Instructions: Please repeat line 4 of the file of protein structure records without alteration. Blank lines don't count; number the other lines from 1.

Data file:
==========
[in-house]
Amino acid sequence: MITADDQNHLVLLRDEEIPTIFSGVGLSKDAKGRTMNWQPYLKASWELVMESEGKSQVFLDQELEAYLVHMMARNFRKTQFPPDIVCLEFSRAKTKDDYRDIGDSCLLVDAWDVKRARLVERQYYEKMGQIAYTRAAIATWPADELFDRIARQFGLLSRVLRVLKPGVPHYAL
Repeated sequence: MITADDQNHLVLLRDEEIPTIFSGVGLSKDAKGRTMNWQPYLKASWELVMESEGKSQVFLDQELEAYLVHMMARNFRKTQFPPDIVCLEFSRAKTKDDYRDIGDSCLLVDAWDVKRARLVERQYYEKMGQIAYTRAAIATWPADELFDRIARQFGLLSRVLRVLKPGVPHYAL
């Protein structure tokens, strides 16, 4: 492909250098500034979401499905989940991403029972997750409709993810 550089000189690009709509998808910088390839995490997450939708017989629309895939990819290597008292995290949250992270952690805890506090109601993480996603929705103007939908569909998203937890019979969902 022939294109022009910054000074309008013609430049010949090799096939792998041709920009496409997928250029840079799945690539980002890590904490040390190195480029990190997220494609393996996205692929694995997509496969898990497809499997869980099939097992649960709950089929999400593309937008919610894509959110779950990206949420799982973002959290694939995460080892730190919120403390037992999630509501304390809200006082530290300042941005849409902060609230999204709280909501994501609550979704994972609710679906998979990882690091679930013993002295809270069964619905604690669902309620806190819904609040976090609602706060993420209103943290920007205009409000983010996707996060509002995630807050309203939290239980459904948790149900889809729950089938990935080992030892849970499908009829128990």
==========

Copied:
């Protein structure tokens, strides 16, 4: 492909250098500034979401499905989940991403029972997750409709993810 550089000189690009709509998808910088390839995490997450939708017989629309895939990819290597008292995290949250992270952690805890506090109601993480996603929705103007939908569909998203937890019979969902 022939294109022009910054000074309008013609430049010949090799096939792998041709920009496409997928250029840079799945690539980002890590904490040390190195480029990190997220494609393996996205692929694995997509496969898990497809499997869980099939097992649960709950089929999400593309937008919610894509959110779950990206949420799982973002959290694939995460080892730190919120403390037992999630509501304390809200006082530290300042941005849409902060609230999204709280909501994501609550979704994972609710679906998979990882690091679930013993002295809270069964619905604690669902309620806190819904609040976090609602706060993420209103943290920007205009409000983010996707996060509002995630807050309203939290239980459904948790149900889809729950089938990935080992030892849970499908009829128990």